These same humane groups claim that breed-specific laws break the "human canine bond." They often use the slogan, "BSL destroys families" to repeal breed-specific laws. However, they always ignore the horrible physical and psychological trauma done to both owners and pets by bull breeds that horrifically breaks the "human canine bond." They instead sympathize with the "stigmatized" dog-killing aggressors and adopt out dogs with severe dog aggression into our communities.
Is anyone surprised that bull breeds, selected for bull-baiting and dogfighting, topped the charts in the UK and Netherlands studies, and did so by a landslide? Answer: Except for the authors of the studies, no one is surprised. Dogs purpose bred for dog-killing aggression are the most "efficient" dog-killing breeds on earth. It's not rocket science. No one is surprised that racing dogs are the fastest dogs on earth or that herding dogs are the most effective herding dogs on earth either.
Finally, humane groups and pit bull defenders have long attacked the use of news reports to track breeds of dogs involved in fatal dog maulings, yet here is a peer-reviewed study using this very source. How do you think mass shootings are tracked in this country? (View incident and source). How do you think backovers, frontovers and hot car deaths of children are tracked? A collection of news accounts by nonprofits because official sources can be less accurate or worse, absent.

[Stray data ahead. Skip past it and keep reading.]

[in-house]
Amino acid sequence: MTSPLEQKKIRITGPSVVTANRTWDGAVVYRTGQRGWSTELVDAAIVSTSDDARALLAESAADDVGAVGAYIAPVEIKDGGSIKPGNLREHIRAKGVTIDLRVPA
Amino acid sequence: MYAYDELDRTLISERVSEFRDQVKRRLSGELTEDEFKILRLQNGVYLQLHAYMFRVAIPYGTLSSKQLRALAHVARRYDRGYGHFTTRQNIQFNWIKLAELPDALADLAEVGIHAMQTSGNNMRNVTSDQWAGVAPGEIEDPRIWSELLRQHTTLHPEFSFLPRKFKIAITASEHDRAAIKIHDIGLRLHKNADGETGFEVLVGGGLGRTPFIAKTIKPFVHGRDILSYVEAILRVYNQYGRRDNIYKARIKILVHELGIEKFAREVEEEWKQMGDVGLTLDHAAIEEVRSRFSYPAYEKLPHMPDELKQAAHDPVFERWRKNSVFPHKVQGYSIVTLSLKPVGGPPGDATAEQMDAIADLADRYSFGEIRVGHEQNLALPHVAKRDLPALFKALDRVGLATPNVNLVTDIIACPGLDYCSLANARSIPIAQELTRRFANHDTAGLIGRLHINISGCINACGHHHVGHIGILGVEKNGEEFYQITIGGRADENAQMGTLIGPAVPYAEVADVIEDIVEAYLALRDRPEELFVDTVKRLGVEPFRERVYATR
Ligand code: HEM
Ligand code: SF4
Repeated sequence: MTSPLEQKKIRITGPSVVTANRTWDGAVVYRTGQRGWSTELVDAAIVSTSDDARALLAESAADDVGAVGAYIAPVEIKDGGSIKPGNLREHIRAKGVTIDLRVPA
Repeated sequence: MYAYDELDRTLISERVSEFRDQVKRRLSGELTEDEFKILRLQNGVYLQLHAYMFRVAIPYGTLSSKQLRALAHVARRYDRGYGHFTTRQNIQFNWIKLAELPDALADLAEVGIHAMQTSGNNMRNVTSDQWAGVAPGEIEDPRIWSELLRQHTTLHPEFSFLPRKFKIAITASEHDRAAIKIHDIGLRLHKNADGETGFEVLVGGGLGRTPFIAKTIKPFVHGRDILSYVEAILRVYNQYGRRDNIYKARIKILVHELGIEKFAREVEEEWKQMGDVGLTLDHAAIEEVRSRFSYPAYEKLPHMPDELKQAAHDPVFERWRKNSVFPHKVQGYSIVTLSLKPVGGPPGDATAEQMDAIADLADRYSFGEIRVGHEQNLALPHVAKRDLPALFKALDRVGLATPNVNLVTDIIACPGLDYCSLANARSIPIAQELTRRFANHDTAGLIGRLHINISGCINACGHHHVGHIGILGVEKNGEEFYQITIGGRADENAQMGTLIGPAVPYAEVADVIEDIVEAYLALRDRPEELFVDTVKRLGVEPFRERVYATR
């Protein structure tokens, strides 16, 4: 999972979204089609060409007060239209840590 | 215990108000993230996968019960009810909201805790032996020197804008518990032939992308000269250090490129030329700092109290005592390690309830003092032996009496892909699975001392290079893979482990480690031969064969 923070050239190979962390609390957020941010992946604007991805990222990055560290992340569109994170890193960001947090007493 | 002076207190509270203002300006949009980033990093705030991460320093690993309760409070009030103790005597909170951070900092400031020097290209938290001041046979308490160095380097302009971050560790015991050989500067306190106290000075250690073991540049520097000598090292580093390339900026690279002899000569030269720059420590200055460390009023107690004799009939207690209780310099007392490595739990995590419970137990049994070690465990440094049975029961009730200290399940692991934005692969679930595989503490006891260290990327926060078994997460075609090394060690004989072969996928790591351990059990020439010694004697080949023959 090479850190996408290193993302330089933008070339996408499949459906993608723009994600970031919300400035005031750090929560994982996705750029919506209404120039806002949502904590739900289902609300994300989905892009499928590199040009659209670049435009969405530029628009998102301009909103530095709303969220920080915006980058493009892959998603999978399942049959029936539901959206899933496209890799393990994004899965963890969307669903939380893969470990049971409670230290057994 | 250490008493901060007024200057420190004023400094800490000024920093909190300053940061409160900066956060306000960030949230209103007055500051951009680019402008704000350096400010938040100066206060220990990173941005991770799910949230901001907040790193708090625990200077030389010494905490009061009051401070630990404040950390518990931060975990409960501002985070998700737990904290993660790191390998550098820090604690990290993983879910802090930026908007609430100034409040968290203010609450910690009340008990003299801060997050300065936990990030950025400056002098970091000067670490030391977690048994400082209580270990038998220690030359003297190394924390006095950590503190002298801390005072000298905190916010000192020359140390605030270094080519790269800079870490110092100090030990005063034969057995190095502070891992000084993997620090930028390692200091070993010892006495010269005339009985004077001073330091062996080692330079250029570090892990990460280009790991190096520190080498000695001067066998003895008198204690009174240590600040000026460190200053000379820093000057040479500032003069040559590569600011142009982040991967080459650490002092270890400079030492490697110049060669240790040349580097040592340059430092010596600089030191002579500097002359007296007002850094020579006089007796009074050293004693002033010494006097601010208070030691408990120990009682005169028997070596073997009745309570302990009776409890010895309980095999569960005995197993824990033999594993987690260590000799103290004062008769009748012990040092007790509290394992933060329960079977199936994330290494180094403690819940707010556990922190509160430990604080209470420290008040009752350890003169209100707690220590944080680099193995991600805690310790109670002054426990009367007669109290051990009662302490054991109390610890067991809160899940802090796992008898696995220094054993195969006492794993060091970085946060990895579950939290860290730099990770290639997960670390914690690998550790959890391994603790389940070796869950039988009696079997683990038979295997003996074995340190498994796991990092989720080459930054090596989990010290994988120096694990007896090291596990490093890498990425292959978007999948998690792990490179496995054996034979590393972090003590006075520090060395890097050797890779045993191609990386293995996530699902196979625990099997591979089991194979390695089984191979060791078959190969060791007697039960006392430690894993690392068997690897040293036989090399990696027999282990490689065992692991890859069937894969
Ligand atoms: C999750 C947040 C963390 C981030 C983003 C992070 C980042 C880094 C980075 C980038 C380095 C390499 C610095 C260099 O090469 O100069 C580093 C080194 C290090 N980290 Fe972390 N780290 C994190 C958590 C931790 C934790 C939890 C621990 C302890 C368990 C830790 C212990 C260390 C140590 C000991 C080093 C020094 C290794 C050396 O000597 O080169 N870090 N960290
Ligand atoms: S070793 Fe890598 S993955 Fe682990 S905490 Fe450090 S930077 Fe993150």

Too Few or Too Many?
Historically, large bodies undercount events when incidents are low. This is a problem with large data sets, such as the US population of 328 million. CDC tracks hundreds of causes of death, including, deaths by being bitten or struck by a dog, but the smaller the number of deaths, the more unreliable the data. The online tracking of mass shootings, also a low incident event, is a relatively new research goal because the government has never defined a "mass shooting."
"Too few" events is not the case regarding violent dog-on-dog attacks. The UK survey estimated that over 100,000 dogs are killed or suffered life-changing injuries due to dog-on-dog aggression in 2017. Roughly 15% of adult UK dog owners had seen their pet attacked by another dog during the period, according to the survey based on 1,003 adults who own dogs. In the US, few animal control agencies even track damaging dog-on-dog attacks; only bites to humans are tracked.